Blackburn

U.S. Sen. Marsha Blackburn talks with Fayetteville and Lincoln County officials during a visit to the community last week.

U.S. Sen. Marsha Blackburn brought a positive message concerning employment levels and the Tennessee economy to a large crowd that gathered at the Lincoln County Courthouse bandstand during her visit to Fayetteville Tuesday afternoon.

Blackburn confirmed that Tennessee has the lowest unemployment rate in 50 years and pointed out that Tennessee is regularly listed as being in the top five best places for doing business.

“We have no state income tax and never will have a state income tax,” she said. “We have a great quality of life and the best food and friendliest people on earth.”

Blackburn referred to the Tax Cut & Jobs Act, passed in 2017, and how people want to make that permanent. The cut allows a tax credit for employers who provide paid family and medical leave to employees, and it made several significant changes to the individual income tax. It nearly doubled the standard deduction for individuals to almost $12,000 and $24,000 for couples.

“… You can see from all the activity that is here that things are going great. People are so pleased that jobs are growing, and just look at it here in the county—with the TCAT, with new employers looking, the Chamber’s busy, the square’s busy – that’s the kind of growth you do want to see,” she said.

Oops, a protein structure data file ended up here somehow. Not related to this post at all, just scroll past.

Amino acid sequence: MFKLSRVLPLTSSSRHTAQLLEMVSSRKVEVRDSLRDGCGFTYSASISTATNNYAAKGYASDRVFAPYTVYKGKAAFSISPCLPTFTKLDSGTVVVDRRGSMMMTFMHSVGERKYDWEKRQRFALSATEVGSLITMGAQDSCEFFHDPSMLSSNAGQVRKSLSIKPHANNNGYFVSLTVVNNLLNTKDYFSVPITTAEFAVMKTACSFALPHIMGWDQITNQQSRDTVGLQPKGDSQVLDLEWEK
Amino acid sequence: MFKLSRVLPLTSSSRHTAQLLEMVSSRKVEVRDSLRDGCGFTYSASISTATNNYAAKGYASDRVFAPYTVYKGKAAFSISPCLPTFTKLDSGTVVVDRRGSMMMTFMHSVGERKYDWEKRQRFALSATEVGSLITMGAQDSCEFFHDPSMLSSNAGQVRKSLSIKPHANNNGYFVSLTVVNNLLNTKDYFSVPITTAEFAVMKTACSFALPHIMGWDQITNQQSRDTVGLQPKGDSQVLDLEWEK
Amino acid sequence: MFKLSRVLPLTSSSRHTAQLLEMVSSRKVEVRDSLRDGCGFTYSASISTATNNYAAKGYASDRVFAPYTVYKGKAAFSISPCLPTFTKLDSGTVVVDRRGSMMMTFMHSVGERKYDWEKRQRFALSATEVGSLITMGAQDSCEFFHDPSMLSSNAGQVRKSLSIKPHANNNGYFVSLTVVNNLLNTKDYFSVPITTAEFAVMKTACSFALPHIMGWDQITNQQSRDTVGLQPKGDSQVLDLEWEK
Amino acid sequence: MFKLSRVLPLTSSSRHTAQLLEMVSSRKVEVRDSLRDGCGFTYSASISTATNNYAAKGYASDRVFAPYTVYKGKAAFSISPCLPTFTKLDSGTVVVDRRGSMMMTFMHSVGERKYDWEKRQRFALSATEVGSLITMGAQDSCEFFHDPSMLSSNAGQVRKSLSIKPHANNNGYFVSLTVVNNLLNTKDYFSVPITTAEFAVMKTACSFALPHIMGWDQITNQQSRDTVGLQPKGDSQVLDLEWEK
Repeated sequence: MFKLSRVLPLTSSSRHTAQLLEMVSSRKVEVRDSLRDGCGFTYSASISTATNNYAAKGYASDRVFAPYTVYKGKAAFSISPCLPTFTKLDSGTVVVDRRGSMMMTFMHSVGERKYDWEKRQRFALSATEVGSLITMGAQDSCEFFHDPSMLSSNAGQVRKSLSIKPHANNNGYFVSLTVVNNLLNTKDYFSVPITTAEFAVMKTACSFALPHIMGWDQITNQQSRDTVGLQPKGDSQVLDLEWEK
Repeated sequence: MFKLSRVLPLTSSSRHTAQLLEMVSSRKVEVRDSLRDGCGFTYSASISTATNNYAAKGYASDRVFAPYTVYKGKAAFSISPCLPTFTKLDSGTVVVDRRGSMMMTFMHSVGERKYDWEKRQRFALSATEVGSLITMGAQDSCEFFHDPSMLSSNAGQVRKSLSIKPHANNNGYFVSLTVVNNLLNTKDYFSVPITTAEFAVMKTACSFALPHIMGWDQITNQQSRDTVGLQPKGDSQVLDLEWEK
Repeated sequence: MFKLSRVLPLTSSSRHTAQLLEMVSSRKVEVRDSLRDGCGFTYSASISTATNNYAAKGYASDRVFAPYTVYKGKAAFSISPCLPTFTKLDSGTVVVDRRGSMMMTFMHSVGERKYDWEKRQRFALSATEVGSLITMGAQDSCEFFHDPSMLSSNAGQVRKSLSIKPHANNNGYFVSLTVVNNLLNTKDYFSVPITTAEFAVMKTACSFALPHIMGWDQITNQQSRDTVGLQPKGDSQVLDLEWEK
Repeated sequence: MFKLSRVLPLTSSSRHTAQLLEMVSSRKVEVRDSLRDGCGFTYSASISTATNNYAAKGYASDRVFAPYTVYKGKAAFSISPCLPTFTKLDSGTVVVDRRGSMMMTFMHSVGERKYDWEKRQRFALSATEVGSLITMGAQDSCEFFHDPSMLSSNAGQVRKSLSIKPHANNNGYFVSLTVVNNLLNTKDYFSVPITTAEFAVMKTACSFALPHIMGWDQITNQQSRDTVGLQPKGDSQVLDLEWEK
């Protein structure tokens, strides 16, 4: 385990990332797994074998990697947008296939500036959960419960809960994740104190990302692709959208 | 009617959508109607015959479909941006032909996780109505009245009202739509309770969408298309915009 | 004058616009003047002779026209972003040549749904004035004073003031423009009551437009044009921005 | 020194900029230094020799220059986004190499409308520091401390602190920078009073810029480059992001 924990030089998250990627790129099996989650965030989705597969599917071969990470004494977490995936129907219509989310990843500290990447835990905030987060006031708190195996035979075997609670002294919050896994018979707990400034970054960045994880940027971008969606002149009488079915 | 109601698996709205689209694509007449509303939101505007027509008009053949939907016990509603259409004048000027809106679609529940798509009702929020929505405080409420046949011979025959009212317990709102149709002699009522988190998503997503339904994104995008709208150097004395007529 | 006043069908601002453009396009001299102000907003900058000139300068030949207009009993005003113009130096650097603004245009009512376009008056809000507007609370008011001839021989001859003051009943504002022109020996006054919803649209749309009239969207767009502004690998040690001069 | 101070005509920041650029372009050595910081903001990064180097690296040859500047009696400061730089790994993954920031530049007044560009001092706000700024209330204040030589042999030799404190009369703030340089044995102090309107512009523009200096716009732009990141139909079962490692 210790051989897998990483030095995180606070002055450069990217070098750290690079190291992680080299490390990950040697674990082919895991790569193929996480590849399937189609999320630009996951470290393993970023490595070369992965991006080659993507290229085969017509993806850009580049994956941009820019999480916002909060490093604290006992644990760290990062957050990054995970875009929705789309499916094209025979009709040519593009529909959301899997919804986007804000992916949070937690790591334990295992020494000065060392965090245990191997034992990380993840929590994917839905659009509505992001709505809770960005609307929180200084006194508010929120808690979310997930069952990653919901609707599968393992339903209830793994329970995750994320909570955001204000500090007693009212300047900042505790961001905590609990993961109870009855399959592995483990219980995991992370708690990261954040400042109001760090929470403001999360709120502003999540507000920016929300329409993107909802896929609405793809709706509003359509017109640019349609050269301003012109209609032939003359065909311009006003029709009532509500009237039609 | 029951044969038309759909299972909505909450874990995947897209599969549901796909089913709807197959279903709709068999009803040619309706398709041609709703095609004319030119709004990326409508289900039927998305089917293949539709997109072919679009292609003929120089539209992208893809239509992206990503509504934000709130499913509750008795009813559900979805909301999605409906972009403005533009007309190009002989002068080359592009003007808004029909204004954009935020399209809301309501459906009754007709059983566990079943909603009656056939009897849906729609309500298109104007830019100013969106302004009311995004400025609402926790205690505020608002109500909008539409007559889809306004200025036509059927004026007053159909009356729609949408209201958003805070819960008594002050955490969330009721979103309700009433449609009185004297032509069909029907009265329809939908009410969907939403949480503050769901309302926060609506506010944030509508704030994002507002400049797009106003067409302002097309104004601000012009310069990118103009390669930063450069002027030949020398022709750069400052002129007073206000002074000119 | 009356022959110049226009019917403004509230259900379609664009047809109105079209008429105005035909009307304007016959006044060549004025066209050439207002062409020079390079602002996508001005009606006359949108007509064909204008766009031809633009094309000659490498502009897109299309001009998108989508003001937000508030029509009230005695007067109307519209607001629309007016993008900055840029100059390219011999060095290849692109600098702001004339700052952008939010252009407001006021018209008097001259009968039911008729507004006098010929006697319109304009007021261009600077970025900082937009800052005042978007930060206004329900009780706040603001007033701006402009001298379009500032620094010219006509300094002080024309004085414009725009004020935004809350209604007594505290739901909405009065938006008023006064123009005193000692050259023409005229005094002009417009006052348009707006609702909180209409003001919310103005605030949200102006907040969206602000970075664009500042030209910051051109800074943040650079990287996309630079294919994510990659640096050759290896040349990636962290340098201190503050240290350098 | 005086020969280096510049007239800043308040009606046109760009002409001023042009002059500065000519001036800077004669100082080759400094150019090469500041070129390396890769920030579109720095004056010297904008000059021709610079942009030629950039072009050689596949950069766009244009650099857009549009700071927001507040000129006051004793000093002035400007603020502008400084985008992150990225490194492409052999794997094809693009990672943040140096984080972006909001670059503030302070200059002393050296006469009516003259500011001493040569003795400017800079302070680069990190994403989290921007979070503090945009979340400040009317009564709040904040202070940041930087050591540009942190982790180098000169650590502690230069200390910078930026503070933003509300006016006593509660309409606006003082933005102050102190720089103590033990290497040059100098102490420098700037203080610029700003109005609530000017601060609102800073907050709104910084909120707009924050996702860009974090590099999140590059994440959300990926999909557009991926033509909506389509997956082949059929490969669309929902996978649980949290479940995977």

Of the concerns she frequently hears, she explained, “People want to make certain that we continue to have grants that are available for local projects. They want to see us to work together at the state and federal level, our law enforcement wants more attention put on the fact that our jails have a large population that is suffering from drug addiction and from mental illness. Sheriffs and law enforcement continue to say we need more money for beds and facilities, and as you heard today, that veterans have choices and options.”

She talked about trying to get the trade agreements signed and bringing manufacturing jobs back to this country.

“We know that that would help to spur more job growth — more job creation.” she said, even though the country’s employment rate is at a 50-year high.

Her outlook for the state’s economy the next few years is optimistic – “I think Tennessee’s economy is going to continue to be strong, people are choosing to relocate their companies here because we have a very strong business environment here.”

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